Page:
I had a friend in college—let’s call him Michael—who was one of the most interesting people I had ever met up to that point in my life. He was the first person I’d met who had…almost an “aura” about him, for lack of a better word, along with several unique qualities that just made him fascinating to be around. He wasn’t what you would call a “goth” per se, but his appearance was striking. His hair would change often, both in color and style, he was typically clad in black, wore eyeliner, a variety of rings and bracelets, and even had black painted fingernails. I met Michael through a mutual friend in the theater department and what I found most interesting was that he didn’t seem to be playing a part or persona, this was just who he was at the time. One of the biggest influences Michael had on me was his taste in music. Michael played guitar in a band and introduced me to entire genres of music that I had never heard of before from bands like Dead Can Dance, This Mortal Coil, Cocteau Twins, and Peter Murphy. Another friend at the time—a modern dancer named “Memo”—was actually friends with Peter and years later invited me to see him, along with Nine Inch Nails at a little club in Atlanta—but I’ll save that story for another time.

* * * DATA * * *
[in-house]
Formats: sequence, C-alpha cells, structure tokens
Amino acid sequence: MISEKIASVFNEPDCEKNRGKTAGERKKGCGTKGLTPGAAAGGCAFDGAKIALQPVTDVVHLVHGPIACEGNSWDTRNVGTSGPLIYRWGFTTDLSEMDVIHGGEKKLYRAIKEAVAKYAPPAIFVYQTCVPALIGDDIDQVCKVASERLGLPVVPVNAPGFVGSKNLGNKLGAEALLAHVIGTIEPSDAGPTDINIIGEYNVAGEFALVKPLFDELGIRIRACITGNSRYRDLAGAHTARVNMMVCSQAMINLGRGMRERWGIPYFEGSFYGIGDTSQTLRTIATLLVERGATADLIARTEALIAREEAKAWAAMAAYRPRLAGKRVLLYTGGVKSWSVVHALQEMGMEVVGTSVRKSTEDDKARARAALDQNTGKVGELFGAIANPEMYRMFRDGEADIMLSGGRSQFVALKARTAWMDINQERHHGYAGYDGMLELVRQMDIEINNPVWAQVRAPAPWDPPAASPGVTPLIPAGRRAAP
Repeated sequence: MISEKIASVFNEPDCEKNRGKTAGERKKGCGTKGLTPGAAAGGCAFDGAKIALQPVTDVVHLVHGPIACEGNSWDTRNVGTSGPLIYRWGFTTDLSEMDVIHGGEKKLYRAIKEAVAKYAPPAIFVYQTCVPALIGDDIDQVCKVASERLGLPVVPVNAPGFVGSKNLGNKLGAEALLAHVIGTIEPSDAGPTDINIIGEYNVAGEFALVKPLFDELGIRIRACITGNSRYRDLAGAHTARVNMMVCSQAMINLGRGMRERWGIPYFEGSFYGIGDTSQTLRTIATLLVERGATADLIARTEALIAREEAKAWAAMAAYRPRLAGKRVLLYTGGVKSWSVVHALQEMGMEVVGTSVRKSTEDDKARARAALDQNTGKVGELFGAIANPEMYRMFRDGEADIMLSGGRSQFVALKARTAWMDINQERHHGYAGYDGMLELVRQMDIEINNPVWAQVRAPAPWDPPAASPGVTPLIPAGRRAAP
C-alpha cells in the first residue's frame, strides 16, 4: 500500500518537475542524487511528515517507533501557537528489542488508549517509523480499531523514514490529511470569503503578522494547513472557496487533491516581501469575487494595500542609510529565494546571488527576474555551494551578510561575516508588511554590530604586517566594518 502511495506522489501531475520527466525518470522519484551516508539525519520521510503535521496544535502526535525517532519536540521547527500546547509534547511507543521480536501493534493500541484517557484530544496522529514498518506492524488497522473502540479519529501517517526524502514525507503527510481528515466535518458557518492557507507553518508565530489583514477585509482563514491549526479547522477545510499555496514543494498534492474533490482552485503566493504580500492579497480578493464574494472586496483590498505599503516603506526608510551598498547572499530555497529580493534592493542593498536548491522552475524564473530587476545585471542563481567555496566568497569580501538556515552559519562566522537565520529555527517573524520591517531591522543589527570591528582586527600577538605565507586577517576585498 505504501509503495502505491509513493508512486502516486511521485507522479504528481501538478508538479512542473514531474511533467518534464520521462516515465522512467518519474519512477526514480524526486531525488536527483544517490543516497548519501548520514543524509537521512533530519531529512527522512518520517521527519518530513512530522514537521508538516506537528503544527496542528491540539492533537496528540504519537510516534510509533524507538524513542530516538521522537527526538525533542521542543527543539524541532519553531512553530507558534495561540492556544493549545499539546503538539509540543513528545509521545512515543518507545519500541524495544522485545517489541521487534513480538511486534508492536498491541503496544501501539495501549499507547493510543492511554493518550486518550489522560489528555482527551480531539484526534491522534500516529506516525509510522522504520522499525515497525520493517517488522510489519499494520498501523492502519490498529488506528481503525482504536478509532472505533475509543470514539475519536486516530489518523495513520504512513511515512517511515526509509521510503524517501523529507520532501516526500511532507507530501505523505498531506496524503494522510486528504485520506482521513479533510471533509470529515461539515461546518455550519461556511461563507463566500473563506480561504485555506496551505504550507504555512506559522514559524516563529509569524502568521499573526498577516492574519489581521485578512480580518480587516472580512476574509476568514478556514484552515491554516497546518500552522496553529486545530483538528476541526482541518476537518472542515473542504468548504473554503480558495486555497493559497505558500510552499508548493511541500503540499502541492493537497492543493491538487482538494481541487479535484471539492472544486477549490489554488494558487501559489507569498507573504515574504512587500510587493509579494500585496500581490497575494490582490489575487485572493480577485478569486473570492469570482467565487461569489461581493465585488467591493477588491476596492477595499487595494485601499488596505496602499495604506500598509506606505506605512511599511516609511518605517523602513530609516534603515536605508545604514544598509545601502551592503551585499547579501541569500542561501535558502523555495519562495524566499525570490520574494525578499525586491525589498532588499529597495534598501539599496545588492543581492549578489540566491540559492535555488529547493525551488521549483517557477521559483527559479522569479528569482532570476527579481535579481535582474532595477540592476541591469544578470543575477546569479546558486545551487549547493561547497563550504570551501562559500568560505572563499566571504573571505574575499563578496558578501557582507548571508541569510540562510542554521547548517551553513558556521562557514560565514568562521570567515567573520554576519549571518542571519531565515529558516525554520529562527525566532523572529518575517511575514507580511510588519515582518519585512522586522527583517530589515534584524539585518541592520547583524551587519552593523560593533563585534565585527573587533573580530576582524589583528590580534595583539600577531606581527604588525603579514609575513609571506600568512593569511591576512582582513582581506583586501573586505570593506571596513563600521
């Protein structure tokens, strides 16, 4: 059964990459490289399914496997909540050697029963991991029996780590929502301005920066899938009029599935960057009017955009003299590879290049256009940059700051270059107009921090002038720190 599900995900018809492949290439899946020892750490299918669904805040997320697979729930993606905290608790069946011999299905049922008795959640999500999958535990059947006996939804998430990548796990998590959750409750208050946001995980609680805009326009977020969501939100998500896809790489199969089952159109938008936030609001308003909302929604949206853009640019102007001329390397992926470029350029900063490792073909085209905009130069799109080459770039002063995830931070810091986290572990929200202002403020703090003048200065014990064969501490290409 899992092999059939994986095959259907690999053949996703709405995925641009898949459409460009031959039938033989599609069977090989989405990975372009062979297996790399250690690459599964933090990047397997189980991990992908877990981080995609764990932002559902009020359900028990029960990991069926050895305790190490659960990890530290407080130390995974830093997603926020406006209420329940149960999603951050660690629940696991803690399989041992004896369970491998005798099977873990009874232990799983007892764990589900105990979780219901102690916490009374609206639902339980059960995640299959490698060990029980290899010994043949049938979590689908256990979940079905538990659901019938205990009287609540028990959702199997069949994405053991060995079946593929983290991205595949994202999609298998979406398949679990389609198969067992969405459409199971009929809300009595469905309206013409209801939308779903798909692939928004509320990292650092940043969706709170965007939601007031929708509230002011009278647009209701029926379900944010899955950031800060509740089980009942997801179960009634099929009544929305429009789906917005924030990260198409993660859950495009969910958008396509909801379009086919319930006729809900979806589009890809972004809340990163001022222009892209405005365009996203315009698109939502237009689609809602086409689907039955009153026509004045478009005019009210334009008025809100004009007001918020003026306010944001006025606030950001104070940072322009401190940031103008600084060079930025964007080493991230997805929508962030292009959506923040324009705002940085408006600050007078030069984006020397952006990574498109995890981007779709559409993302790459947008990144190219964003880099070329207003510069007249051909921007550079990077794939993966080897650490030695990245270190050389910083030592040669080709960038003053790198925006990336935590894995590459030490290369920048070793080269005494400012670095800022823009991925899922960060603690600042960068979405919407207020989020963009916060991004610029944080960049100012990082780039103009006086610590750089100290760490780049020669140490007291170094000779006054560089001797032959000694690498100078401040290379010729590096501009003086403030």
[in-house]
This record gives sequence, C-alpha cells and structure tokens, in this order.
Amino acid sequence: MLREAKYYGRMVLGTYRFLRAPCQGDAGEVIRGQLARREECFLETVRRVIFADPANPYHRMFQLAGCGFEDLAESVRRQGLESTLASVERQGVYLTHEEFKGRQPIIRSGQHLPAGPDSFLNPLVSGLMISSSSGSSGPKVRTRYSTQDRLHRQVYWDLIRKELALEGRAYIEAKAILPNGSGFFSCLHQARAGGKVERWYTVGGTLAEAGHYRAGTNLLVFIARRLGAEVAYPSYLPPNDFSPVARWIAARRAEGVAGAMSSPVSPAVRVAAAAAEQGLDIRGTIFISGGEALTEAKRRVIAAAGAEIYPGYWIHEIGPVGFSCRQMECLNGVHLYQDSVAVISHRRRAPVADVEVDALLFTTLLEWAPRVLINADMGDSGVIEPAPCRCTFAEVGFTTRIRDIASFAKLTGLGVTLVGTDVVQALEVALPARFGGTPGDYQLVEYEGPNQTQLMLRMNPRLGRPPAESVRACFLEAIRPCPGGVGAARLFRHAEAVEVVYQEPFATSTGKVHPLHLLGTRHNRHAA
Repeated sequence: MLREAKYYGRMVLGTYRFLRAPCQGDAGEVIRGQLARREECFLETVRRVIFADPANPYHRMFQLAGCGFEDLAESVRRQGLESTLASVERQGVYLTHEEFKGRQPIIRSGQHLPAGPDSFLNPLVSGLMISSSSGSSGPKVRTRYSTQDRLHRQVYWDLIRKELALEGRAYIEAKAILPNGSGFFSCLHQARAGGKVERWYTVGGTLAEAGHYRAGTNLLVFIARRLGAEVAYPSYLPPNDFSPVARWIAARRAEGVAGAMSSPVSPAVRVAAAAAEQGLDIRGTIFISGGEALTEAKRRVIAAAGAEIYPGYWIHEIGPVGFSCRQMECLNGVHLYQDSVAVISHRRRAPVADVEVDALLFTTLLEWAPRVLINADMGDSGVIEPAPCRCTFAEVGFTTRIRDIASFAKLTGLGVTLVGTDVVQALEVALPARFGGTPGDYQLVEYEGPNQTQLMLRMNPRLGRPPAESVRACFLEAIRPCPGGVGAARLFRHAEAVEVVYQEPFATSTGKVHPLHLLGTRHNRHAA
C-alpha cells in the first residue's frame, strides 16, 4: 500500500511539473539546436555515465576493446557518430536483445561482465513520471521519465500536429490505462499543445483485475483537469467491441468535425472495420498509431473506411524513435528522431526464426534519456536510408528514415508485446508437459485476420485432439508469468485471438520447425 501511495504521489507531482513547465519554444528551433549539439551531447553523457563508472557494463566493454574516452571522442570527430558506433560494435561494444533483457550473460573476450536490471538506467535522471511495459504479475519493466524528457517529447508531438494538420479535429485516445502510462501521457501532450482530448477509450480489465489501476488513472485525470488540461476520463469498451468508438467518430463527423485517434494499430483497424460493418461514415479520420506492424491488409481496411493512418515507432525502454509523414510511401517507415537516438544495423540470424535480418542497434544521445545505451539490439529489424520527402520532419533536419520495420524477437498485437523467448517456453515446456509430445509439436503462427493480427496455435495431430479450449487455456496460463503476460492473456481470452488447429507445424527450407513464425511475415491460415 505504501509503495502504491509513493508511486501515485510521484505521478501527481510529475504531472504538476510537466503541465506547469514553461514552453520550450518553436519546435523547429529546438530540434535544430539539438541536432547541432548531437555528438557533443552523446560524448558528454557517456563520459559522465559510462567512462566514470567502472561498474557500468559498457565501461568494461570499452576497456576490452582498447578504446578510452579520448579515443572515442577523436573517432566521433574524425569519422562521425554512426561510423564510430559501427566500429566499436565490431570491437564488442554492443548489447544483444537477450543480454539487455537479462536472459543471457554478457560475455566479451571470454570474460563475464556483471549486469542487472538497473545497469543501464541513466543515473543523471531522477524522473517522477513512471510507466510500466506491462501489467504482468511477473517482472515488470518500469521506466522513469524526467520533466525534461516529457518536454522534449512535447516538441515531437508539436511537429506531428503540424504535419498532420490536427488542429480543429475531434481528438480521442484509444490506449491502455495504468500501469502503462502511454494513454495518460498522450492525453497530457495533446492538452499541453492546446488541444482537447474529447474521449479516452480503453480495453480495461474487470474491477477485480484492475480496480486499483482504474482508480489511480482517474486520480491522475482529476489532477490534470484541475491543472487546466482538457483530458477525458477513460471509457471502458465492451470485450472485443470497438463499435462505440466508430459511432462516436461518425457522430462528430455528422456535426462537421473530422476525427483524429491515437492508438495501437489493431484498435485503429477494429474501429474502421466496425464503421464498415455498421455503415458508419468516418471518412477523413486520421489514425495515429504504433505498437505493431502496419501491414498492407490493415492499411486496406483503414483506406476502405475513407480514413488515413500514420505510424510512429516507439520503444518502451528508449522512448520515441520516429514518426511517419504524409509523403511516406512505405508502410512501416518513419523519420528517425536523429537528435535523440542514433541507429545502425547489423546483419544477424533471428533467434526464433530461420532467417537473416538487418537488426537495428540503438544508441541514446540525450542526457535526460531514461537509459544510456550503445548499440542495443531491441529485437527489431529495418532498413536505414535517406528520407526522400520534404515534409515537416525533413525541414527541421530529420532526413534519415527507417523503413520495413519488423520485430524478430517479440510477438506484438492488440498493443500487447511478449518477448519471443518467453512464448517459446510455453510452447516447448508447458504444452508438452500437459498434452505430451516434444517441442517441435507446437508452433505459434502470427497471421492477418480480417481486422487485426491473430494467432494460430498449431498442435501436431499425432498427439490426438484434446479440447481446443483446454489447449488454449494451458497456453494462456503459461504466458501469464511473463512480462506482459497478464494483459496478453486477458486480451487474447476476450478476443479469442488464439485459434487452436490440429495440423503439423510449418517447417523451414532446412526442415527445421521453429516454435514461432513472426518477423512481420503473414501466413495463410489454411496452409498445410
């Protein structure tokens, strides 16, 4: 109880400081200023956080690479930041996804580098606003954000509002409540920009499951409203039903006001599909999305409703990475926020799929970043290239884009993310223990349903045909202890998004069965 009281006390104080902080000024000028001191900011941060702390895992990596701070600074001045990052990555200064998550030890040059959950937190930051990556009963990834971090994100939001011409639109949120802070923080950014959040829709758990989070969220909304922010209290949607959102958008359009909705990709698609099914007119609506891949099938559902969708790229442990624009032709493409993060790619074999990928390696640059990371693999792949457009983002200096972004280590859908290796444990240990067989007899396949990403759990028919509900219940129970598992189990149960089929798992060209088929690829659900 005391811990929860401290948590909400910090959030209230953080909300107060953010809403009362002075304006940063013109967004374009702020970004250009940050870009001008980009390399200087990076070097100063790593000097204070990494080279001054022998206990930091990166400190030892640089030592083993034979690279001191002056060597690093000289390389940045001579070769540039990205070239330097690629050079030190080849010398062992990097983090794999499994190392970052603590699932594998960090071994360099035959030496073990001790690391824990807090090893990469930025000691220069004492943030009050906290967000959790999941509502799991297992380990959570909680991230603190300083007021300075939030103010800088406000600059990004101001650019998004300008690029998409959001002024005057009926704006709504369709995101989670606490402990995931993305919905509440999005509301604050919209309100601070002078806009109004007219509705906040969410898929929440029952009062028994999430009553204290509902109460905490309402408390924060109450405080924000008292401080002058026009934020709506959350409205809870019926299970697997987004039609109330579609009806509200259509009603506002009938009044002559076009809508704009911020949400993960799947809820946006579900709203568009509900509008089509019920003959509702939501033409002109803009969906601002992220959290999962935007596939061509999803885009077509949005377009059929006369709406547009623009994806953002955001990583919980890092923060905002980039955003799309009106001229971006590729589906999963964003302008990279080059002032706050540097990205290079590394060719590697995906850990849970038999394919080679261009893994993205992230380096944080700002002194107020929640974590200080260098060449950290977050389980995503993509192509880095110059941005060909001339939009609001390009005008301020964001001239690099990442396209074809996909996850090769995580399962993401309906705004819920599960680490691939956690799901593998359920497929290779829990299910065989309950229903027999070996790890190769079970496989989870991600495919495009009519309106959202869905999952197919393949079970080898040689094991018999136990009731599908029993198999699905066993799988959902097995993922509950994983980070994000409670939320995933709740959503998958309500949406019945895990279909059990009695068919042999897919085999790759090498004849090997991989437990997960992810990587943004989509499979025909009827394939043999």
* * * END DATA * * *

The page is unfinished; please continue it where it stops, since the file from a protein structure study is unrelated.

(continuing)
One thing my dad and I had in common was our love of westerns. When I was little, many weekend afternoons were spent on the sofa watching the likes of John Wayne, Gary Cooper, and Clint Eastwood. Photographer Mark Parascandola visits some of the ghost towns that Hollywood built, and then abandoned, that dot the landscape of southwestern Spain.
GQ magazine recently sat down with Paul McCartney and asked him to break down some of some of his most iconic songs, both from The Beatles and from Wings. It’s interesting to hear how the songs came about and which ones still carry weight.